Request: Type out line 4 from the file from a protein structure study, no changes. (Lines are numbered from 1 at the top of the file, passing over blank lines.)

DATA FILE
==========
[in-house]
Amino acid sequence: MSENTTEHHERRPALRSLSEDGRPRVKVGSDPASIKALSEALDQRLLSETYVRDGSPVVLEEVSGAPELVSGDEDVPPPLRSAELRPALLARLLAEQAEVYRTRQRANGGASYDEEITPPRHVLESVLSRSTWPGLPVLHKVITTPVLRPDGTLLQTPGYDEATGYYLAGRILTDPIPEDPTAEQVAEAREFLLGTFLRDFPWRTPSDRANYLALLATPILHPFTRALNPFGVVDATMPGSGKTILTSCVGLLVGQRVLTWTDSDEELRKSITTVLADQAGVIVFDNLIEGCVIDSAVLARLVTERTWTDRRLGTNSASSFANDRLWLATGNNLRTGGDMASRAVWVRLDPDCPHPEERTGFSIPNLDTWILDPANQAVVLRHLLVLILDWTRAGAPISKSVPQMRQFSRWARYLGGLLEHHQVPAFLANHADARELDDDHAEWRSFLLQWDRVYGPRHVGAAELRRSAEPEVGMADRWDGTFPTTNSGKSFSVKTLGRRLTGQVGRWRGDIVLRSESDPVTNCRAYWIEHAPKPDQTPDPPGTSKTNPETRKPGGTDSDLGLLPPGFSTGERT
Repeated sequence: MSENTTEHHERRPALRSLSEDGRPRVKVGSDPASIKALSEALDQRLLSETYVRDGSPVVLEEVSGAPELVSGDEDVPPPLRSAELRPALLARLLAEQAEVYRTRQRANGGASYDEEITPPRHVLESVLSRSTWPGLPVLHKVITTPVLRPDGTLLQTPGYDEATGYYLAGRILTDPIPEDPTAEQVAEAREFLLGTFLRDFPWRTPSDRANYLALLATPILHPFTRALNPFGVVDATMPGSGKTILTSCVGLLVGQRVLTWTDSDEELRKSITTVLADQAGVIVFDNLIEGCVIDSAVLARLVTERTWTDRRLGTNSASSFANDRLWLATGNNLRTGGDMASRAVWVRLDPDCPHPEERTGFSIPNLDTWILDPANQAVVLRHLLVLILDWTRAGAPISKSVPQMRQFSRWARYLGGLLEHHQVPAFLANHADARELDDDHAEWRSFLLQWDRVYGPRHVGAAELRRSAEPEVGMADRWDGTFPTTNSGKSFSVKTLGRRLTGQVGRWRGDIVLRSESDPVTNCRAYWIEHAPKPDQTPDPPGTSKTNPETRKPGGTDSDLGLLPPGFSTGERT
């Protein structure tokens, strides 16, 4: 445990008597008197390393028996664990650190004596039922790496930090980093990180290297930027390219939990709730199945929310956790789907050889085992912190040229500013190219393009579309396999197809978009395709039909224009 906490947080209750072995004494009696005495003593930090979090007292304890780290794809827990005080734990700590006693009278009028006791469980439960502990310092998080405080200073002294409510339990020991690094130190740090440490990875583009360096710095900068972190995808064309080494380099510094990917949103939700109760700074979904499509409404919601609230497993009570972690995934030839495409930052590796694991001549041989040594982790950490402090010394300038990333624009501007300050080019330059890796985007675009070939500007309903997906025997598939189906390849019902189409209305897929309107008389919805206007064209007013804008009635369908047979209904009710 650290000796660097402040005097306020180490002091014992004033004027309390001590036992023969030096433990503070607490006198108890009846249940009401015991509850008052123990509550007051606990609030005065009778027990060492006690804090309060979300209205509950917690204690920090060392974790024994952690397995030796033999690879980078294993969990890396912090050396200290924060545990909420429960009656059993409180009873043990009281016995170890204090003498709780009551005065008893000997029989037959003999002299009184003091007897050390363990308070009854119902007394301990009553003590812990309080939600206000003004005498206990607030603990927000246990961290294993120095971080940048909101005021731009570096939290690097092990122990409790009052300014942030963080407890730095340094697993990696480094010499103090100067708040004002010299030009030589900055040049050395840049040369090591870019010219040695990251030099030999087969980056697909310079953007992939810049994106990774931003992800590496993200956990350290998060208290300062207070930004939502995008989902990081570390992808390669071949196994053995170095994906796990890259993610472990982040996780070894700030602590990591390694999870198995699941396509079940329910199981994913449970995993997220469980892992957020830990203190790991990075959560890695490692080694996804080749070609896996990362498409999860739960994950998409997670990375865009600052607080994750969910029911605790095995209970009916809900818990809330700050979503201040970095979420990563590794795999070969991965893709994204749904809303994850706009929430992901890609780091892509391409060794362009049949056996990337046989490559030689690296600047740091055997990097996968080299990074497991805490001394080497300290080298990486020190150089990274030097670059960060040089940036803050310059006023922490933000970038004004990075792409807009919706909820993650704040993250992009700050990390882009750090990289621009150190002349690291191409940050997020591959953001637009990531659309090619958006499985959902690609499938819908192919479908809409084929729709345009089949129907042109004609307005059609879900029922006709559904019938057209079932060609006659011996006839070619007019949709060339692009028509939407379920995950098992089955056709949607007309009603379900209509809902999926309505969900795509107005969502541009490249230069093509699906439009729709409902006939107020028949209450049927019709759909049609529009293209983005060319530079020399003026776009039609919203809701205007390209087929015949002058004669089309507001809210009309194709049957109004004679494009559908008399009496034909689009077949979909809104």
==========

């Protein structure tokens, strides 16, 4: 445990008597008197390393028996664990650190004596039922790496930090980093990180290297930027390219939990709730199945929310956790789907050889085992912190040229500013190219393009579309396999197809978009395709039909224009 906490947080209750072995004494009696005495003593930090979090007292304890780290794809827990005080734990700590006693009278009028006791469980439960502990310092998080405080200073002294409510339990020991690094130190740090440490990875583009360096710095900068972190995808064309080494380099510094990917949103939700109760700074979904499509409404919601609230497993009570972690995934030839495409930052590796694991001549041989040594982790950490402090010394300038990333624009501007300050080019330059890796985007675009070939500007309903997906025997598939189906390849019902189409209305897929309107008389919805206007064209007013804008009635369908047979209904009710 650290000796660097402040005097306020180490002091014992004033004027309390001590036992023969030096433990503070607490006198108890009846249940009401015991509850008052123990509550007051606990609030005065009778027990060492006690804090309060979300209205509950917690204690920090060392974790024994952690397995030796033999690879980078294993969990890396912090050396200290924060545990909420429960009656059993409180009873043990009281016995170890204090003498709780009551005065008893000997029989037959003999002299009184003091007897050390363990308070009854119902007394301990009553003590812990309080939600206000003004005498206990607030603990927000246990961290294993120095971080940048909101005021731009570096939290690097092990122990409790009052300014942030963080407890730095340094697993990696480094010499103090100067708040004002010299030009030589900055040049050395840049040369090591870019010219040695990251030099030999087969980056697909310079953007992939810049994106990774931003992800590496993200956990350290998060208290300062207070930004939502995008989902990081570390992808390669071949196994053995170095994906796990890259993610472990982040996780070894700030602590990591390694999870198995699941396509079940329910199981994913449970995993997220469980892992957020830990203190790991990075959560890695490692080694996804080749070609896996990362498409999860739960994950998409997670990375865009600052607080994750969910029911605790095995209970009916809900818990809330700050979503201040970095979420990563590794795999070969991965893709994204749904809303994850706009929430992901890609780091892509391409060794362009049949056996990337046989490559030689690296600047740091055997990097996968080299990074497991805490001394080497300290080298990486020190150089990274030097670059960060040089940036803050310059006023922490933000970038004004990075792409807009919706909820993650704040993250992009700050990390882009750090990289621009150190002349690291191409940050997020591959953001637009990531659309090619958006499985959902690609499938819908192919479908809409084929729709345009089949129907042109004609307005059609879900029922006709559904019938057209079932060609006659011996006839070619007019949709060339692009028509939407379920995950098992089955056709949607007309009603379900209509809902999926309505969900795509107005969502541009490249230069093509699906439009729709409902006939107020028949209450049927019709759909049609529009293209983005060319530079020399003026776009039609919203809701205007390209087929015949002058004669089309507001809210009309194709049957109004004679494009559908008399009496034909689009077949979909809104």